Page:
In all, the premise is to create an advertising network that engages with people both online and offline and that seeks to amplify your message towards one simple goal: conversion. This is the first thing you’ll have to have in mind: your brand is the message. After that, you can start worrying on how to tie your offline audience to your online channels and vice versa. Which brings us to the next point…

Make audiences jump from offline to online and vice versa

You’ve surely seen a print ad in which the brand provide a Twitter hashtag to start a discussion about the campaign in social media. Hey, you’ve surely seen hashtags in TV shows, QR codes in cards and URLs in brochures. The goal behind all this is obvious: to drive offline audiences to online channels where the brand’s message can be reinforced by other kind of contents.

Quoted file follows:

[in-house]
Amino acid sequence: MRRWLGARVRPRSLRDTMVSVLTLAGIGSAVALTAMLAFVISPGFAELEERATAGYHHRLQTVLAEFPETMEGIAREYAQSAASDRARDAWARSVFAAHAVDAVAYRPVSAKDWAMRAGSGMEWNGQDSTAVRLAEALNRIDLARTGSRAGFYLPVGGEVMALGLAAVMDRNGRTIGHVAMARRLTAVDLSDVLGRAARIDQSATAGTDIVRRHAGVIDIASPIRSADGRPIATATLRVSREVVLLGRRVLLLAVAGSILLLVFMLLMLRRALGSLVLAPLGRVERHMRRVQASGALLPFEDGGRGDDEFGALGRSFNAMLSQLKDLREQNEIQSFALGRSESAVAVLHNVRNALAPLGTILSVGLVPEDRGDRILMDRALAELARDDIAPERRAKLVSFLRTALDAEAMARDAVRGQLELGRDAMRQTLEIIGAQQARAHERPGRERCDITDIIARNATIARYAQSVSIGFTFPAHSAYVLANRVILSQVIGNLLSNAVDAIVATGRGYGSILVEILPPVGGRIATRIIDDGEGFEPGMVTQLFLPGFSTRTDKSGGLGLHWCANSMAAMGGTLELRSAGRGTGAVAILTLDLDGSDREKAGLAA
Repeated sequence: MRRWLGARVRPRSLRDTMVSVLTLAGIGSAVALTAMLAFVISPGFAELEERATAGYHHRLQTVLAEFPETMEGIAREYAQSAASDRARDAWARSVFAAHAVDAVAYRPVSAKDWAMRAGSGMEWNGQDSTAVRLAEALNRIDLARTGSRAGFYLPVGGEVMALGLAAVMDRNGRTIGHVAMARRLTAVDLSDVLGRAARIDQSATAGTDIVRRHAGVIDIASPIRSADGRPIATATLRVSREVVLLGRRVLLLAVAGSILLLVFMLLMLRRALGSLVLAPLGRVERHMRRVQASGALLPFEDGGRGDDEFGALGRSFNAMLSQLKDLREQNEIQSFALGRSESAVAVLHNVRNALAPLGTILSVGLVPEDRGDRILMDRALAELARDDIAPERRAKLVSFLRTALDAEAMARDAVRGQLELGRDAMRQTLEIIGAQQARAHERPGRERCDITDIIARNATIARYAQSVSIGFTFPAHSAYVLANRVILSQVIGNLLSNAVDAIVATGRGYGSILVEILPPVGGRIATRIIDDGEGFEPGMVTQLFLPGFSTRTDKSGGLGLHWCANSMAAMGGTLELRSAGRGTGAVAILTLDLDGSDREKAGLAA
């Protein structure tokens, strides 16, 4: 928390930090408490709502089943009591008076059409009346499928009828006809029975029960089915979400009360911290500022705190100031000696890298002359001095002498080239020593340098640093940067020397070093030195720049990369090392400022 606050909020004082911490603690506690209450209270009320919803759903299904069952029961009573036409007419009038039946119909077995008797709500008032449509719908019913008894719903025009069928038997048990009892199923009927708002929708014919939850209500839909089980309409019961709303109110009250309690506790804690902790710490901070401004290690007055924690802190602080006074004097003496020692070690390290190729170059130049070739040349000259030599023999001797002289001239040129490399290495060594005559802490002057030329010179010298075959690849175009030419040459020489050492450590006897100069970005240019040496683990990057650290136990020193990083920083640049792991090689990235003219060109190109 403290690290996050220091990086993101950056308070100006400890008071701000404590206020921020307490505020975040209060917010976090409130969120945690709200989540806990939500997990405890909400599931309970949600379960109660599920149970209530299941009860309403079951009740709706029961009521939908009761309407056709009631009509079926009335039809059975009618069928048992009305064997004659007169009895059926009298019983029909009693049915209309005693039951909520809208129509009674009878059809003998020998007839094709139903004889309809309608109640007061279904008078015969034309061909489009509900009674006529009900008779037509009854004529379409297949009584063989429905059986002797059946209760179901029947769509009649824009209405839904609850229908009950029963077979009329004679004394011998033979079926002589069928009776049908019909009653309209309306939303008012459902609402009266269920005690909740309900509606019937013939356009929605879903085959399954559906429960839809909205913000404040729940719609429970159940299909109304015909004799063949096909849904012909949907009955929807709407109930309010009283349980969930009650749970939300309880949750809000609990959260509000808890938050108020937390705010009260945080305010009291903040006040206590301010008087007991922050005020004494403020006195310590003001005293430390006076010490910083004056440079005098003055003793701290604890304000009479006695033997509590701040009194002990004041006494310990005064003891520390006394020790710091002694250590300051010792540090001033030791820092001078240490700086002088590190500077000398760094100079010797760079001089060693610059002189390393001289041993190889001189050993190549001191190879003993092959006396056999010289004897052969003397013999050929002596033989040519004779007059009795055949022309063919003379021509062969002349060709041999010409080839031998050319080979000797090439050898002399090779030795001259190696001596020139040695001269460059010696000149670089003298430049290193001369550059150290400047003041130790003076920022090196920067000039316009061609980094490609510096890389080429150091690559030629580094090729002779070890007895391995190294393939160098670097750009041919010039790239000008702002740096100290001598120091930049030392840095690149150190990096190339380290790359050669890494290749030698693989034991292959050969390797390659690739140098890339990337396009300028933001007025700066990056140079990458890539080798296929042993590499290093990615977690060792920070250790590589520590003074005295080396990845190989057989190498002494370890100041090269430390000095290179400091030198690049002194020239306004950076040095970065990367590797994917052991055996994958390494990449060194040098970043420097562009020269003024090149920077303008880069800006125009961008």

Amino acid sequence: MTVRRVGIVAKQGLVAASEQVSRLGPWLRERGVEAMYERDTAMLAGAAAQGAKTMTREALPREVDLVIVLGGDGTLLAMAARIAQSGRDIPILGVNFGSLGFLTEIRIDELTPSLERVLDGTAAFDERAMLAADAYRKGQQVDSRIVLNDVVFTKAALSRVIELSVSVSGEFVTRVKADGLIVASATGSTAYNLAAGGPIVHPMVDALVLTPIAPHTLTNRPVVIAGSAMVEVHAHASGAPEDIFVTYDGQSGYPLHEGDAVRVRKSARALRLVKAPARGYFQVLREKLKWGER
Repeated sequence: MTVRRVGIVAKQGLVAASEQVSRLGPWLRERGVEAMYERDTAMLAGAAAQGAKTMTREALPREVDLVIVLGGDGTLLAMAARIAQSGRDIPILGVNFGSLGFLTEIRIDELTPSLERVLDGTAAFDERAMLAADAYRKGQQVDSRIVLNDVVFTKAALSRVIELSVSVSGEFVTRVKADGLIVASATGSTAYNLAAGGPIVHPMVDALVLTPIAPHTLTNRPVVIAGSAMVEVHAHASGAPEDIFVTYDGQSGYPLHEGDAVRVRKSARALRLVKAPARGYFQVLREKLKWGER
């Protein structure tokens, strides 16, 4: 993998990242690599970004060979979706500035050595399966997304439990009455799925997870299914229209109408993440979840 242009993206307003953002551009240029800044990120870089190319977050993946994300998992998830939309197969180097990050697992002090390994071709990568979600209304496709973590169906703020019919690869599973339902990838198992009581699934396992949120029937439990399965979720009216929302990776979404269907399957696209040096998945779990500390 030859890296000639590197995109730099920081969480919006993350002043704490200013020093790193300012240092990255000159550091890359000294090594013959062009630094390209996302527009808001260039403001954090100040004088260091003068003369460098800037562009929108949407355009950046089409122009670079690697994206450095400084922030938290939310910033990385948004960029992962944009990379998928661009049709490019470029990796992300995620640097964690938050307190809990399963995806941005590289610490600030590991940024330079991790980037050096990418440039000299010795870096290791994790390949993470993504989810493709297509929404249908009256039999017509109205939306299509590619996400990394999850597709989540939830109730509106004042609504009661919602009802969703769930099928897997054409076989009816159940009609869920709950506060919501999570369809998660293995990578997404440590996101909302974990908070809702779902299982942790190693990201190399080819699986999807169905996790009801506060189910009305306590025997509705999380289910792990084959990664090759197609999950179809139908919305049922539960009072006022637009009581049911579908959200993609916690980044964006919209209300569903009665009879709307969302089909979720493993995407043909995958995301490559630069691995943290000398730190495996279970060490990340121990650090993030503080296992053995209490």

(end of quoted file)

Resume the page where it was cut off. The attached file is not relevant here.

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On the other hand, some digital marketing plans have been providing enough support to boost the promotions of events, trade shows and other offline activities. Haven’t you heard about events organized through Facebook? And what about hashtags that are created online and, once they are proven useful, jump ship to the offline world? Once the event is held, brands often use their social channels to provide special discounts for social friends not only following the event online but the ones already in it.

Both of these ways of understanding the connection between the offline and the online worlds can be very fruitful. That’s so because they can provide insight into the leads you’re interested. People that start pouring into your website after a brochure or using your hashtag simply because they saw it on an ad certainly are people open to listen to what you have to say. Additionally, people engaged enough to present themselves in an event while keeping online with its activities surely are interested in you or your brand.

Take those opportunities to understand your audience and separate what works from what doesn’t. Identify the links between the offline and online channels that are working for you and start using them more often. Refine its use and compare results to increase your audiences and boost the amounts of leads you get.